Managing Arthritis in Cats

June 16, 2020

Feline arthritis is a painful joint inflammatory disease that can severely impact the mobility and comfort of your cat. The condition sees cartilage and synovial fluid loss, which makes movement within the joint painful and less smooth. 

Arthritis is a result of instability in the joint and ongoing wear and tear. It commonly presents itself in a cat’s elbows, hips, or spine, though it can affect any joint in the body. Injury, infection, autoimmune diseases, and genetic makeup are also factors that can lead to feline arthritis. 

As the temperature starts to drop and the colder weather sets in, the symptoms of arthritis can be exacerbated. Cats are very good at hiding injury and pain, so it can often be hard to know when your cat is suffering from arthritis. 

Look out for the following changes in behaviour as indicators of arthritis:

Signs and symptoms 

Reduced mobility

The stiff and sore joints associated with arthritis in cats will prevent them from being as mobile as they once were. Look out for signs such as not being able to get up and down from furniture with ease, the inability to climb into their litter box, and a stiff gait while walking.

Changes in grooming behaviour

Cats with arthritis may stop grooming themselves due to reduced mobility and stiff joints. This can result in matted fur, or dry and flaky skin. There may be signs of overgrooming around particularly painful joints too, easily identified by trauma such as hair loss and inflamed skin around the area.

Changes in personality

If you notice a change in temperament in your cat – unexplained aggressive behaviour, or an intolerance to affection (patting, being held etc) – it may be an indication of joint pain.

Changes in activity level

Joint pain in cats can cause them to avoid going outside, playing, hunting, or even using scratching posts.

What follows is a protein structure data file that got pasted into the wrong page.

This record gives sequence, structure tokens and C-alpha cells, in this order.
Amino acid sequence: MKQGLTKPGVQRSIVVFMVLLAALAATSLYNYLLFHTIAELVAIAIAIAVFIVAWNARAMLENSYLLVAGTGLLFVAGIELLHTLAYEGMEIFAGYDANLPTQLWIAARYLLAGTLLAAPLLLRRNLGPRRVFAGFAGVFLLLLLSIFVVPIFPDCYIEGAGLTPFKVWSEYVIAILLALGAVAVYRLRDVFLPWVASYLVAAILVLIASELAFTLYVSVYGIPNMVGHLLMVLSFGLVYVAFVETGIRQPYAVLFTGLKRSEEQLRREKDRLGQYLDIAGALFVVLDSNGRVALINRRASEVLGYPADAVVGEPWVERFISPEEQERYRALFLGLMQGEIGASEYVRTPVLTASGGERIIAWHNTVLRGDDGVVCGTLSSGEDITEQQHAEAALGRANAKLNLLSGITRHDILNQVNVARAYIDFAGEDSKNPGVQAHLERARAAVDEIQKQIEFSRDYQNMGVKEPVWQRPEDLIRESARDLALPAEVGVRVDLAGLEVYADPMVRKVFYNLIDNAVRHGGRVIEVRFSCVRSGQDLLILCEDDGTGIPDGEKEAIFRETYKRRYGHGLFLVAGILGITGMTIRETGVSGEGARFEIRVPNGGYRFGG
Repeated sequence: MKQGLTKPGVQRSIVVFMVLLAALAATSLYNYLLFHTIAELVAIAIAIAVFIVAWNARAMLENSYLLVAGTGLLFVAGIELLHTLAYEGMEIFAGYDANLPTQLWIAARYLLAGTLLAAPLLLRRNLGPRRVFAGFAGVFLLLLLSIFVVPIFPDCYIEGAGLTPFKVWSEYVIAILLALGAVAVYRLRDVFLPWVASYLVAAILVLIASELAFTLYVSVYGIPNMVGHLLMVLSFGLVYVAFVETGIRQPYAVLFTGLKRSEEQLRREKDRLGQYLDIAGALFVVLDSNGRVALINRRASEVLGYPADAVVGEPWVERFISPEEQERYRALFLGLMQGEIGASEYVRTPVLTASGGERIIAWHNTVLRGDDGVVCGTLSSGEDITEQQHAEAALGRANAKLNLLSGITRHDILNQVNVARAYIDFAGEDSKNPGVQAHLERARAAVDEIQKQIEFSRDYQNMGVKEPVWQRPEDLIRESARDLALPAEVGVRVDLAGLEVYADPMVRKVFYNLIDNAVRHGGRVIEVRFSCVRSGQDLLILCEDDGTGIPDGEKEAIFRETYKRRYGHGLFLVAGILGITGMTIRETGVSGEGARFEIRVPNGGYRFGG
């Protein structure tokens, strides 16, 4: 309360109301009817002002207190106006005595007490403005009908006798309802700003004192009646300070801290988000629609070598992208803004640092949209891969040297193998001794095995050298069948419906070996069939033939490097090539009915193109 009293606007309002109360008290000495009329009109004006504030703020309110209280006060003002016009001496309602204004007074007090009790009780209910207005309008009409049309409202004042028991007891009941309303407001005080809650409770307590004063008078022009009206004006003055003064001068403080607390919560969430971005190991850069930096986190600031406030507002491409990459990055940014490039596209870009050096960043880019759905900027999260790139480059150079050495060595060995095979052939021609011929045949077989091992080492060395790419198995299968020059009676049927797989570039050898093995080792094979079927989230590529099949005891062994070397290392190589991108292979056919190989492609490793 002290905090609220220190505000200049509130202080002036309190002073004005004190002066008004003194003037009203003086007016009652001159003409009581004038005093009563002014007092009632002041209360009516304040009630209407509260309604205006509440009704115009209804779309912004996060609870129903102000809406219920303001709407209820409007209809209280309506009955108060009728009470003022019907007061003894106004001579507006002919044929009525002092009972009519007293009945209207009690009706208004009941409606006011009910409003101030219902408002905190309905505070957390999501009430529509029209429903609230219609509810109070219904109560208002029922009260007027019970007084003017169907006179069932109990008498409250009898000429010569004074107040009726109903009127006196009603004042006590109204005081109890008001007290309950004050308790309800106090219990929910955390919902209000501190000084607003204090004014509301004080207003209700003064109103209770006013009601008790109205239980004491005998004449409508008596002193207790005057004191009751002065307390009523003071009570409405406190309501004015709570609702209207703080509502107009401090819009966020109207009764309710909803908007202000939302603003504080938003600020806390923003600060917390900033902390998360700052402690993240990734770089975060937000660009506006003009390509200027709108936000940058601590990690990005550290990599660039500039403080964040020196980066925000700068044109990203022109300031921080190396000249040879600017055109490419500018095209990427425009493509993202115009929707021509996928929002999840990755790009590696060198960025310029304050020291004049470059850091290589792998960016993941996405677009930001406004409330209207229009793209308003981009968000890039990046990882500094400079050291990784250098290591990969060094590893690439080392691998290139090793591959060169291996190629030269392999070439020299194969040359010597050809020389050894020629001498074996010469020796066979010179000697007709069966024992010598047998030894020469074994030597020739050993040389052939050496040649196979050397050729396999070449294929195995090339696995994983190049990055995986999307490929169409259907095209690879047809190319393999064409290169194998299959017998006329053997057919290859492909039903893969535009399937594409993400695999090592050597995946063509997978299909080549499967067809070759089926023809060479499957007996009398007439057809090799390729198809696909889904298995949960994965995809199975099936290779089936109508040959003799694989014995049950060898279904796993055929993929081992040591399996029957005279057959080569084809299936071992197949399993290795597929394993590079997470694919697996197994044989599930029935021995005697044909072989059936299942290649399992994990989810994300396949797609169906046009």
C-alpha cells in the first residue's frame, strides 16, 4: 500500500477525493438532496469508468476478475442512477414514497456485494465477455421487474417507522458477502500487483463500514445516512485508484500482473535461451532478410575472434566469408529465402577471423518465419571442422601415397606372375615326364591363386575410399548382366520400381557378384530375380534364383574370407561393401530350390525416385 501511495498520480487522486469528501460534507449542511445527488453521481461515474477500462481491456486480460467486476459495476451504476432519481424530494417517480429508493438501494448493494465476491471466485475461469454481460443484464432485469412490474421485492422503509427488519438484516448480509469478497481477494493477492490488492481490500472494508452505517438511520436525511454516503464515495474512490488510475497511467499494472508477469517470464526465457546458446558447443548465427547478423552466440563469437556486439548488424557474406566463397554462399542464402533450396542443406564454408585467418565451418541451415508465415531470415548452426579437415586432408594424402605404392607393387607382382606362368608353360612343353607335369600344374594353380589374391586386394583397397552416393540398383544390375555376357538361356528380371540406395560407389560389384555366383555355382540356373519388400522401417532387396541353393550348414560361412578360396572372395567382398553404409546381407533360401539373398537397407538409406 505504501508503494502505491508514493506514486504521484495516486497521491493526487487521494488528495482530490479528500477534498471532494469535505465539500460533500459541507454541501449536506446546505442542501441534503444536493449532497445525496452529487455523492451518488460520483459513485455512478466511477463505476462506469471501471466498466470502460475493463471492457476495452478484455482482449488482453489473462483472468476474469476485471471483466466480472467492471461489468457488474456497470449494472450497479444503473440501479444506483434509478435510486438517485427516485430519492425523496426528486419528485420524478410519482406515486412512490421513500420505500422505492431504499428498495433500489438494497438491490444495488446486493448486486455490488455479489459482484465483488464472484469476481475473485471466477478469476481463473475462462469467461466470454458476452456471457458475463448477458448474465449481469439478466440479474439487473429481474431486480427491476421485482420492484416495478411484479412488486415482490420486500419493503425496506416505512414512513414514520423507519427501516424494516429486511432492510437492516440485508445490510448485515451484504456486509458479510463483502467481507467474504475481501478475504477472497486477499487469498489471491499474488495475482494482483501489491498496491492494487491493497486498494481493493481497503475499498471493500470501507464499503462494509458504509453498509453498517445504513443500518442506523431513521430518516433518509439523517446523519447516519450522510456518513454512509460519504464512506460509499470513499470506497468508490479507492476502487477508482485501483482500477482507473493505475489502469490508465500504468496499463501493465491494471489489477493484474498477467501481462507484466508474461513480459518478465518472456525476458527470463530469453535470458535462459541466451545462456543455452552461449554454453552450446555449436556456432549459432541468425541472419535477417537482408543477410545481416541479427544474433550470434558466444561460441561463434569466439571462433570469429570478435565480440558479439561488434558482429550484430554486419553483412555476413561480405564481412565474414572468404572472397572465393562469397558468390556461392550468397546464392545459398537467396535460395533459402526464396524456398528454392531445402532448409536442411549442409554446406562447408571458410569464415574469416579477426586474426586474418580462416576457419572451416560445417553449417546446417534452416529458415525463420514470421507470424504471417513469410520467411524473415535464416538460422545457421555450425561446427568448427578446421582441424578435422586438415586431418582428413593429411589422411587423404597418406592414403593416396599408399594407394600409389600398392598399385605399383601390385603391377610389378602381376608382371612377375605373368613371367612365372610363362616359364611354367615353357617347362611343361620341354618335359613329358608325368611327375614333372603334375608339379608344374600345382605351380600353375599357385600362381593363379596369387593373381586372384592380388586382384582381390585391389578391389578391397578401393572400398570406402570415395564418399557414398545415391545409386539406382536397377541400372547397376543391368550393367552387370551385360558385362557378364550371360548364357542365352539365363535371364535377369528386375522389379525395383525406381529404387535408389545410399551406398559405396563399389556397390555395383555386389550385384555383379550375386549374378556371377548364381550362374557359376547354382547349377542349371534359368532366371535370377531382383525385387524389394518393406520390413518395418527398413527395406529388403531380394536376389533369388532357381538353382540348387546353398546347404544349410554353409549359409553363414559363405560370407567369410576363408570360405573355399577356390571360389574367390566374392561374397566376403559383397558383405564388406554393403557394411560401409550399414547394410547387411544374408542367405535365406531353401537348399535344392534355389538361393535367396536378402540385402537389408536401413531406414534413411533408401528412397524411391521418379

How to manage arthritis in cats?

Schedule regular appointments with your vet

If you suspect your cat may have arthritis, book in to see one of our friendly vets as soon as possible. They will assess your cat (bloods and radiographs may be needed) and provide further information on their condition. Maintain a good relationship with your vet to keep track of the arthritis progression.

Look at medical relief

There are a number of treatments available to cats with arthritis. The treatment that is right for your cat will depend on many factors including your cat’s age, weight, and the severity of the disease.

Some of the more common treatments are:

  • Disease modifying osteoarthritis drugs (a series of localised injections into the affected joints that help to stabilise the joint, add lubrication, and aid in cartilage repair. There are often little to no side effects of this treatment).
  • Anti-inflammatory and pain relief medications (oral drugs that work to reduce the inflammation around the joints and provide pain relief).
  • Nutraceuticals/prescription diets (dietary supplements such as fish oil, glucosamine, or green lipped mussels that help to fight inflammation in the long term, and protect joints).

Try physical therapy

Exercise is important for cats with arthritis, both to keep their joints moving and to manage their weight. Just be careful not to overdo it and damage their joints further. Encourage light activity by introducing new toys or fun feeding mazes.

Some cats also respond well to massage and acupuncture too. You can even try a massage at home with a warm compress and some gentle manipulation.

Keep your cat’s weight in check

Overweight cats will add extra pressure and wear to their joints, fast tracking the progression of arthritis. If your cat is already showing signs of sore joints, speak to your vet about a weight management plan to help them shift that extra weight gradually.

Adjust your home to make it more comfortable for your cat

Make life easier and less painful for your cat by making some small adjustments around the home. Consider placing steps near furniture to make it easier for your cat to get up and down, provide a warm, snuggly place for them to sleep, and consider changing their litter tray to one with low sides.

Not sure if your cat has arthritis, or just unsure how best to treat it? Call us today and book a consultation so we can give your pet the care and attention they need to live their happiest, healthiest lives.

Got a question?

We’re here to help you with any urgent enquiries or assistance you might need. Need a little extra help, or not sure if you should bring your pet in for a check-up? Give our team a call and we’ll happily answer your questions.